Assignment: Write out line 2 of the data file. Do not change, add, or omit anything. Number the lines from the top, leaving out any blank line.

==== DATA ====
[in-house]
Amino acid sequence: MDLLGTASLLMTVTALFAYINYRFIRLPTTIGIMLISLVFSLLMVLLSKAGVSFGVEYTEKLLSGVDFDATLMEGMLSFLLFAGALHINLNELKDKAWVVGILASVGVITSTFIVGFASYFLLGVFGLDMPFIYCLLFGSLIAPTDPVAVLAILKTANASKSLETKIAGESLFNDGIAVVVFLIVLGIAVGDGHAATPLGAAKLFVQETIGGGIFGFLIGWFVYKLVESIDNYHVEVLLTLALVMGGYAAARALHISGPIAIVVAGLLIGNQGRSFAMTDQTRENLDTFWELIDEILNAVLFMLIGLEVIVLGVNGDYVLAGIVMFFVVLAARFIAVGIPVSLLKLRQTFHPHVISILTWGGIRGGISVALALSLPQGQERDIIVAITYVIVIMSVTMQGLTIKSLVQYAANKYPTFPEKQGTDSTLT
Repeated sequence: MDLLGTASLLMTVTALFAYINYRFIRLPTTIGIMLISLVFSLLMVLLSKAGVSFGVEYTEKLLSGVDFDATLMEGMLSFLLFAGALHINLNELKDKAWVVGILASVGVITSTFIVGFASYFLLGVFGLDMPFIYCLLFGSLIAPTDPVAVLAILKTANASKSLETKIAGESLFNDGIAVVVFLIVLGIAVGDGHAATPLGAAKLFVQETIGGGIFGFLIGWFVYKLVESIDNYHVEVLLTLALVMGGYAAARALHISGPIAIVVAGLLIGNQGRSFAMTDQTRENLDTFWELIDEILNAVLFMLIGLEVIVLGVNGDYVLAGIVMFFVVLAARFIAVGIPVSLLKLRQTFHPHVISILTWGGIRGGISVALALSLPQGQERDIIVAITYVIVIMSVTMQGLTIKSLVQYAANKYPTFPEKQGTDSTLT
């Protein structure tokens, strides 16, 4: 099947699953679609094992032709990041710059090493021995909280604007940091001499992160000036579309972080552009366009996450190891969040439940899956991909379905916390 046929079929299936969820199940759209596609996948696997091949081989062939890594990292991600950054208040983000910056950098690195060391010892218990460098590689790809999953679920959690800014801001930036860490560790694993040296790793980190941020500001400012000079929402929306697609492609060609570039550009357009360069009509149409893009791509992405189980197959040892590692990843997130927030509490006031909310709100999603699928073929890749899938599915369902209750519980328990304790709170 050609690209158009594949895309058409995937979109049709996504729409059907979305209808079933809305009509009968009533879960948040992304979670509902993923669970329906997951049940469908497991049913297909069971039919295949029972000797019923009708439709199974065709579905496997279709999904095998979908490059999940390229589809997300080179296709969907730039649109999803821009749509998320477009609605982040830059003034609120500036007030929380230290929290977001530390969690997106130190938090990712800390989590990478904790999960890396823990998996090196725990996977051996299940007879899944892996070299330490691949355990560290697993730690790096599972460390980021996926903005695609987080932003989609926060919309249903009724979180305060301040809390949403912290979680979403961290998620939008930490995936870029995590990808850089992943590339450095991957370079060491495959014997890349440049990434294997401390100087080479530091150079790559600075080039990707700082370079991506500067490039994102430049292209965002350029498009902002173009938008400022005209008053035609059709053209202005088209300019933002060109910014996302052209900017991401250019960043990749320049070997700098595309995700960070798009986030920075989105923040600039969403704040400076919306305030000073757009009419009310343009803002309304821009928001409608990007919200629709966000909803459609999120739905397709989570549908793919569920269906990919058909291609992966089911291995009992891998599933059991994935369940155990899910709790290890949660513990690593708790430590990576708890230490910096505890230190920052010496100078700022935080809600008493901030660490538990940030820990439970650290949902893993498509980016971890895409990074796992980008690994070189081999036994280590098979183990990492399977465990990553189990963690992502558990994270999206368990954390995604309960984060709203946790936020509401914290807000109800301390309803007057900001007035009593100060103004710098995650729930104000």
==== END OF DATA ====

Amino acid sequence: MDLLGTASLLMTVTALFAYINYRFIRLPTTIGIMLISLVFSLLMVLLSKAGVSFGVEYTEKLLSGVDFDATLMEGMLSFLLFAGALHINLNELKDKAWVVGILASVGVITSTFIVGFASYFLLGVFGLDMPFIYCLLFGSLIAPTDPVAVLAILKTANASKSLETKIAGESLFNDGIAVVVFLIVLGIAVGDGHAATPLGAAKLFVQETIGGGIFGFLIGWFVYKLVESIDNYHVEVLLTLALVMGGYAAARALHISGPIAIVVAGLLIGNQGRSFAMTDQTRENLDTFWELIDEILNAVLFMLIGLEVIVLGVNGDYVLAGIVMFFVVLAARFIAVGIPVSLLKLRQTFHPHVISILTWGGIRGGISVALALSLPQGQERDIIVAITYVIVIMSVTMQGLTIKSLVQYAANKYPTFPEKQGTDSTLT